Martín-Baró advocated for psychosocial transformation through empowerment of the people which included development of and reinforcement of the positive qualities of citizenship, adding to the construction of a social identity. Based on the qualities of being assertive, self assuring, and taking pride in work and achievement on the individual level this transformation was intended to effectively empower civil society and strengthen democracy (Montero, 2007).
In order to carry out the goal of liberation through transformation he endeavored to create new ways of using psychology. Liberation was to occur internally as well as externally in order for the transformation to be successful and it was assumed that this was not something that was received passively. For this the liberation process required the development of consciousness as developed by Paulo Freire (concientizacion) and it’s intent was to inspire the qualities of “solidarity, practical intelligence, resistance, and resilience” (Montero, 2007, p. 522) allowing the people to acquire control and power.
To bring about the process of concientizacion in the Salvadorian people he attempted to overcome the pervasive propaganda established by those in power. This distortion, often occurring through the manipulation of mass media, deflects critical consciousness resulting in a population that is unaware of its own oppression (Barratt, 2011; Goodman et al., 2010) ). He sought the truth by acquiring verifiable forms of information to overcome disinformation. Mass media was being used to distort public opinion causing Salvadorenos to feel isolated from one another and systematically hiding the most serious problems occurring in El Salvador. Salvadorenos were afraid to share there opinions and felt alone in being disagreeable about actions by the government. Being disempowered to share opinions with others led to confusion and oppression. Due to this social lie they could not see themselves clearly and the ability to transform became diffused.
Martín-Baró’s psychological tool to reveal misinformation was the use of public opinion polls. As a research psychologist he asked questions that targeted solutions and in a series of five studies he collected data that created information which was counter to what the government’s position on the war in El Salvador was. Through his publications this information was made available to the Salvadorian people and to the international media, putting the government in a position of being unable to justify the distorted public opinion they had created. Findings showed that the people were not in support of a prolonged conflict caused by U.S. intervention and they were aware of a corrupt electoral system as well. Theses positions were contrary to what was disseminated by the media. The simple process of asking and reflecting presented concientizacion to the Salvadorian people (Goodman et al., 2010).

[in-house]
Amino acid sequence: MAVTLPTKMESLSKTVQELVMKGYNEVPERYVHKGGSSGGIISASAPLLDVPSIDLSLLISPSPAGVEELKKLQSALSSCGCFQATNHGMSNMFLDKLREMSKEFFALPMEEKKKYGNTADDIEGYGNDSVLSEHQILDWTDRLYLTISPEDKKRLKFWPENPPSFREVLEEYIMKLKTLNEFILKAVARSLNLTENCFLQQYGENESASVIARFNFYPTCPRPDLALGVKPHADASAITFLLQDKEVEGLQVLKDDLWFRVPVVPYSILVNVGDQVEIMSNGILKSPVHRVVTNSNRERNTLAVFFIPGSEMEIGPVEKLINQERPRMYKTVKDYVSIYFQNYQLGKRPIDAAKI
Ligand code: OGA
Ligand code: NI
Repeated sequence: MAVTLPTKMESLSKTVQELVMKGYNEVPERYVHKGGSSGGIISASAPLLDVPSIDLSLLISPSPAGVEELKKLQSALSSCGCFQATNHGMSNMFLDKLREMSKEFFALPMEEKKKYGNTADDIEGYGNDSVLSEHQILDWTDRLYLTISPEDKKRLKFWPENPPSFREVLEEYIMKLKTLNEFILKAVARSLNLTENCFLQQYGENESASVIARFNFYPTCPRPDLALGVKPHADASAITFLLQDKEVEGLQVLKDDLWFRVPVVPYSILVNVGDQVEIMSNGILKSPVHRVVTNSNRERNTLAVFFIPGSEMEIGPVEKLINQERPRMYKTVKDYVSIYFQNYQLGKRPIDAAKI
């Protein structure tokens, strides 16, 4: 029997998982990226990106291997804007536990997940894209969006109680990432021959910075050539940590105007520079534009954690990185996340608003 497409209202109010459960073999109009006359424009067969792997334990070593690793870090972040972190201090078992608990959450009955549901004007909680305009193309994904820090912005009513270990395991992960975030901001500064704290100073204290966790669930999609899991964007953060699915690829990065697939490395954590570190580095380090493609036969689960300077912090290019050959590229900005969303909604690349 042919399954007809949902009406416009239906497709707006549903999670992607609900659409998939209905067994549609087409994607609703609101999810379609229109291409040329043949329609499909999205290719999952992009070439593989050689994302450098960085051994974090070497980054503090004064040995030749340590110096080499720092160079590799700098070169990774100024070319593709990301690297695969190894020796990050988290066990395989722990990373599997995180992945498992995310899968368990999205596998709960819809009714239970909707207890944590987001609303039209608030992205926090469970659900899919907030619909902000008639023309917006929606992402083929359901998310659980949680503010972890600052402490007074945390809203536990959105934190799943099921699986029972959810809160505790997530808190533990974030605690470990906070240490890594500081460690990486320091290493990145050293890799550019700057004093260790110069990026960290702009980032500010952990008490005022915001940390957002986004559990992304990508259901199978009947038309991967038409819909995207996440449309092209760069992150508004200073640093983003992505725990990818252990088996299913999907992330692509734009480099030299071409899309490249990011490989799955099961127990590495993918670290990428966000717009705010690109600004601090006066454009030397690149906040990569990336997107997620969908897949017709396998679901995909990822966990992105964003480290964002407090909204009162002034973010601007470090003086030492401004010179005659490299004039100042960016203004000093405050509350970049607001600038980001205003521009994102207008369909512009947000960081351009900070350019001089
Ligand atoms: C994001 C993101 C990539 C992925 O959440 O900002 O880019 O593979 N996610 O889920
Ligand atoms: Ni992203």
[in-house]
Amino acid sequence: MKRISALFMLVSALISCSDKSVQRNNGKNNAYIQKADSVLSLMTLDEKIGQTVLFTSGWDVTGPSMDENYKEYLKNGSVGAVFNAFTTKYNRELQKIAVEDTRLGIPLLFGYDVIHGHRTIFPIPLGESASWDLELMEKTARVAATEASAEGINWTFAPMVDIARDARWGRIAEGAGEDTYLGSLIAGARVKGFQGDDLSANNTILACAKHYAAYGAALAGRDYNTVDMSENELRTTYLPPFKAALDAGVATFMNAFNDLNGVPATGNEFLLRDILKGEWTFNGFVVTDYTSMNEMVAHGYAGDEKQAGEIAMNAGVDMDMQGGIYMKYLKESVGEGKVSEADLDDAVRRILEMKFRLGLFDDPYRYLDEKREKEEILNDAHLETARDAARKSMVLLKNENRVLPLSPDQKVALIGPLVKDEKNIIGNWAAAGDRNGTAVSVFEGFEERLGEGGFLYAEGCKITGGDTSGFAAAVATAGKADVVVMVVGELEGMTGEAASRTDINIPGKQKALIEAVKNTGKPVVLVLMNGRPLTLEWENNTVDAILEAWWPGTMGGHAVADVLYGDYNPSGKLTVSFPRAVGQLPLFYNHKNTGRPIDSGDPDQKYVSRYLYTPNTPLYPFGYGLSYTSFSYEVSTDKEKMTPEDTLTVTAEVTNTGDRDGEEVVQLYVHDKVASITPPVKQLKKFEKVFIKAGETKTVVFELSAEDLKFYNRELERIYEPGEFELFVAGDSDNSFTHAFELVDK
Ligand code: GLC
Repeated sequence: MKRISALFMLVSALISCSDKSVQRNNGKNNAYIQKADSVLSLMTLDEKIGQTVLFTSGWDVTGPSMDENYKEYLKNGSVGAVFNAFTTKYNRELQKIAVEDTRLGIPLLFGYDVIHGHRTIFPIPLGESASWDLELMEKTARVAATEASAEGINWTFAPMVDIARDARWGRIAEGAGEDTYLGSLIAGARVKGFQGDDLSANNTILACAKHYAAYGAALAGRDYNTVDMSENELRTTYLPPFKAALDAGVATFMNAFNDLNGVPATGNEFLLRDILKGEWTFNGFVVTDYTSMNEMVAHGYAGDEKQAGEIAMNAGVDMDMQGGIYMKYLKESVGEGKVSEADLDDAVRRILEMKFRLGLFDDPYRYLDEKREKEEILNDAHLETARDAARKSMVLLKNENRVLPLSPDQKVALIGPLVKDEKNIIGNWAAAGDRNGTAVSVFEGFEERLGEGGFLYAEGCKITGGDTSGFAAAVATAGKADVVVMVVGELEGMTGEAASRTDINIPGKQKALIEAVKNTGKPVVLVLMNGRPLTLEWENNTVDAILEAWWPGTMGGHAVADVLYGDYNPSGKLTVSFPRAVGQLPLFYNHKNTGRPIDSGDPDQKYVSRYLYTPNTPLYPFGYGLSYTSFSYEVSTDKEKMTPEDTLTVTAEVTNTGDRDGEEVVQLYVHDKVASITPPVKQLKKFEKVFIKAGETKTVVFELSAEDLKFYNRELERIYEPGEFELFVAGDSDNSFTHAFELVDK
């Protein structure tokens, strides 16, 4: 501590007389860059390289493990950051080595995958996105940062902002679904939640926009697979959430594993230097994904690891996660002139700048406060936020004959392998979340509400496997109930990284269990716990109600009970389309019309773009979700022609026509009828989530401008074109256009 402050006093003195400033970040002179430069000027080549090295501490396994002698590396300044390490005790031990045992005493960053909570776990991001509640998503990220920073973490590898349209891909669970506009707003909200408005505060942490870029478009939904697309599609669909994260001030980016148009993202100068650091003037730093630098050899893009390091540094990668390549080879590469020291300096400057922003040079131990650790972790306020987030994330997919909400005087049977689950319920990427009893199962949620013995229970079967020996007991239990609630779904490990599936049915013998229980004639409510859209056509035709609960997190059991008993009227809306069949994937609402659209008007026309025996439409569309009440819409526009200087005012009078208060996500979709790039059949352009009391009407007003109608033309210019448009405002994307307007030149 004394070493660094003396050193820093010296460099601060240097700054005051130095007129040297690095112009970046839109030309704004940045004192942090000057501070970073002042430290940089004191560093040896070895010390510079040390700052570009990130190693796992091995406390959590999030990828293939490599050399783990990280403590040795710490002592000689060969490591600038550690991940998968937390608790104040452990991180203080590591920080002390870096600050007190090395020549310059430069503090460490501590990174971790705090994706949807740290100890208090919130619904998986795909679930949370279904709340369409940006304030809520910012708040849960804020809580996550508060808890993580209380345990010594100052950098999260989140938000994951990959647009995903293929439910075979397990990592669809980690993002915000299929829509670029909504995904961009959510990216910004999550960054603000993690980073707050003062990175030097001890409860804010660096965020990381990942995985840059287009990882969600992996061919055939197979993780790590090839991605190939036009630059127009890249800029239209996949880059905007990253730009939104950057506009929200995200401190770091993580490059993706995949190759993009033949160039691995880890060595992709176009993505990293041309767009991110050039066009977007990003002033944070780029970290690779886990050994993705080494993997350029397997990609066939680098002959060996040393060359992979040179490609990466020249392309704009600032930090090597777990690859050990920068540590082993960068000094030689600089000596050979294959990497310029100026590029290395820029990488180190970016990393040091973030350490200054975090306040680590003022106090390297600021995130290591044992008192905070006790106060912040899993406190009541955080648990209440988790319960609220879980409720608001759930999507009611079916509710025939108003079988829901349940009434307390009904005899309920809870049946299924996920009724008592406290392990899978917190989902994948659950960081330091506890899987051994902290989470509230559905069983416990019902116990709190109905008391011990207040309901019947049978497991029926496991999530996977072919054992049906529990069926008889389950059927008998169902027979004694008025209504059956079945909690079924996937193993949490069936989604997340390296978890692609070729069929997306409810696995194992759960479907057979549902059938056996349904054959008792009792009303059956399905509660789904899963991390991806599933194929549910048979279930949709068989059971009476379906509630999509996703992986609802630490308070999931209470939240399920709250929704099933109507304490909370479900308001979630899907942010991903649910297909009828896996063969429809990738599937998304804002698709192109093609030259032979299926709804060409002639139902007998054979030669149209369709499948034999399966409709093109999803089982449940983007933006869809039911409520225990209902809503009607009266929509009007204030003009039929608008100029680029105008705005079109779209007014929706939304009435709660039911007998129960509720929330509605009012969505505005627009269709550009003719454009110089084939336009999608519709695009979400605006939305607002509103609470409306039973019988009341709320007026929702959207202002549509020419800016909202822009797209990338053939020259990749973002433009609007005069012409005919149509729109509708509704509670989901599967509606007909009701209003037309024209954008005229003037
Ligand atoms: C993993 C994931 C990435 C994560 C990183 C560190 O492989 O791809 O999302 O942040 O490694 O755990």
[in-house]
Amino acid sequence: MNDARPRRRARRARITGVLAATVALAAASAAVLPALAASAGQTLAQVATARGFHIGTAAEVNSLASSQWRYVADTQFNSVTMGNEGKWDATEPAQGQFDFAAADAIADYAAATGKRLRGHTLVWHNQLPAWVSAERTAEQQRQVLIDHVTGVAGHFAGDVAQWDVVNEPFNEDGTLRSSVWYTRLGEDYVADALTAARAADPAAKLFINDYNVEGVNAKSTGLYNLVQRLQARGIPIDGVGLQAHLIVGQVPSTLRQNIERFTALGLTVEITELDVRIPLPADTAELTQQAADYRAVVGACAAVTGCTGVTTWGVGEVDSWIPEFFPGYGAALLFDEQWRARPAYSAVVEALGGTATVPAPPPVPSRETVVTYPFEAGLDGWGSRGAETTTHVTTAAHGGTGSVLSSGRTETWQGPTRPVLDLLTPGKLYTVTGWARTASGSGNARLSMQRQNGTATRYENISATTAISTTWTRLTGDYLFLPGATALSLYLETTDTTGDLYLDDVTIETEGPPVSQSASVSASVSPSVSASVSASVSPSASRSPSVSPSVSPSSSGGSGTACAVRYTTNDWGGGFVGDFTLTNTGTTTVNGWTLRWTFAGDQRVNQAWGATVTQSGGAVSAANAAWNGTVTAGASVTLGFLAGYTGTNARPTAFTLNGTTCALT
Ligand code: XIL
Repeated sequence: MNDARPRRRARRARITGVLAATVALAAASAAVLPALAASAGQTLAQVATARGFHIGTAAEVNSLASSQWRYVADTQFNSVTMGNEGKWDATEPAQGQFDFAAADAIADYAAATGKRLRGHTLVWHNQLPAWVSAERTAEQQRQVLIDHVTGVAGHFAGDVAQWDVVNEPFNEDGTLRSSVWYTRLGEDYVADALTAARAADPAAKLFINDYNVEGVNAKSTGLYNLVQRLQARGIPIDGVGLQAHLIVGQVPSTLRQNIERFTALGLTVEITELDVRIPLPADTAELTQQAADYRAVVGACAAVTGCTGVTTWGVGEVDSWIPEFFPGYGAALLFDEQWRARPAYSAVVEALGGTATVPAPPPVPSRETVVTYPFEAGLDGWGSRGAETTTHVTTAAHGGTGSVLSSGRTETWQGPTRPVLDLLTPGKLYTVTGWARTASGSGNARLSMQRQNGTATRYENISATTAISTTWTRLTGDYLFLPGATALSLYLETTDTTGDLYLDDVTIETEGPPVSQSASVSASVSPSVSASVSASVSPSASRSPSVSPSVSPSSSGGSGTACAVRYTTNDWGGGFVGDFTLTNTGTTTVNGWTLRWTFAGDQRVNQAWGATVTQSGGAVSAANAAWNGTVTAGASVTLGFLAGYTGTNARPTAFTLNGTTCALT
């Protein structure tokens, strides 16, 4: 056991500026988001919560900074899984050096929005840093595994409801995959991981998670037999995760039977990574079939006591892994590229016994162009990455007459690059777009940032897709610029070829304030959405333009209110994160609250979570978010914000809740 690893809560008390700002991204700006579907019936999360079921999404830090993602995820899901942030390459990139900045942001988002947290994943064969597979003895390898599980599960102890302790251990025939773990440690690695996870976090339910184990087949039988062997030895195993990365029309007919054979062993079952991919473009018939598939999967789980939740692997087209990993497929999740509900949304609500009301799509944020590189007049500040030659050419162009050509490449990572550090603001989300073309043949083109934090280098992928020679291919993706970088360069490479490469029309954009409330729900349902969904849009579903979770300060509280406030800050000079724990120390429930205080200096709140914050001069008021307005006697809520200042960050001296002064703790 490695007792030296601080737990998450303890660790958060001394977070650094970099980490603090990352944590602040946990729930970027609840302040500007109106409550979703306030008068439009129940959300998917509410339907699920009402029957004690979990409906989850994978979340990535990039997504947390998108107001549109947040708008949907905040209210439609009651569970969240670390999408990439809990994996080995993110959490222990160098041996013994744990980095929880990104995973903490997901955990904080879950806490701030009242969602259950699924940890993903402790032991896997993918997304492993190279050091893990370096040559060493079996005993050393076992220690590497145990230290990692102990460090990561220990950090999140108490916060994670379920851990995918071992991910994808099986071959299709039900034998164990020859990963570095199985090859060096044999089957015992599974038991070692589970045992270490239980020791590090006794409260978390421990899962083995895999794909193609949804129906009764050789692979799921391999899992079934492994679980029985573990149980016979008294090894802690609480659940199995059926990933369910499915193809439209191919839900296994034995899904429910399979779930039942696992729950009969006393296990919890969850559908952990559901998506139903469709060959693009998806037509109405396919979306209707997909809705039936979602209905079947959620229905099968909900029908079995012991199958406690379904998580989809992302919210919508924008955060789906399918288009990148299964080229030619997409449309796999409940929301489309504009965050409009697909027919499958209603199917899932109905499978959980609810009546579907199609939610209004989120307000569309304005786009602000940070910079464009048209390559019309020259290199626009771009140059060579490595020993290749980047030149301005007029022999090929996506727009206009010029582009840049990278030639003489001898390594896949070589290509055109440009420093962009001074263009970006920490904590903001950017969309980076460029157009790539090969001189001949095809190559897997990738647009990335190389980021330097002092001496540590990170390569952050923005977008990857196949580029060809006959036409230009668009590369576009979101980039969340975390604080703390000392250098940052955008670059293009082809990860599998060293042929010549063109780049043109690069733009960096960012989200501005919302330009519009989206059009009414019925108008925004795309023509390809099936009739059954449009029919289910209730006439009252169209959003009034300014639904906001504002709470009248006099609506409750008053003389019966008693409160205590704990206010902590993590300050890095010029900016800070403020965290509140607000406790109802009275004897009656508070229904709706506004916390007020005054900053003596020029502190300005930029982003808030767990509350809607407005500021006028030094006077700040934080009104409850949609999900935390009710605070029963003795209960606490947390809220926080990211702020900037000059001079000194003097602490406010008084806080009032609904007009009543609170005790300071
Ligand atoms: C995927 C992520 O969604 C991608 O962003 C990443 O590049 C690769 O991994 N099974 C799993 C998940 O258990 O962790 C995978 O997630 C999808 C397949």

For Martín-Baró research offered a mechanism to reveal the truth and establish the process of concientizacion, allowing for social change. His concepts influenced social psychology throughout Latin America as well as many other parts of the world. Asking questions to raise awareness of injustice and distortion creates a social psychology that helps to build a just society and imposes upon psychology professionals a moral imperative promoting human life to thrive (Goodman et al., 2010).
Community Social Psychology and Participatory Action Research
Traditional psychology, as put forth by Wiesenfeld, is based on an ideology of authority and has little or no faith in the people. By this reckoning people are assigned to social ranks with unequal access to psychological and material resources. Contrary to this notion is the emergence of Community Social Psychology which is a psychological discipline that has developed autonomously in Latin America (Wiesenfeld, 2012). It surfaced in response to political strife, originally growing “from the efforts of community organizers, activists, and community members” (Gokani, 2010, p. 113), in turn creating a need for academics to address the social justice issues affecting communities in Latin America. Contributions to theoretical aspects of the discipline have originated from the works of Paulo Freire, Orlando Fals Borda, and Kurt Lewin.
Community Social Psychology opposes the paternalistic tendencies of the traditional models of community psychology which approach community mental health by utilizing a top-down approach to providing assistance where the governmental and non-governmental institution “commands lowering the head before the demands of external agencies” (Montero, 2008, p. 666). In response Community Social Psychology seeks a down-up approach where the grassroots organizations and communities work towards state institutions to a point where “dialogue and negotiation lead the relationship” (Montero, 2008, p. 666). Both traditional and transformational models of community psychology exist together in Latin America.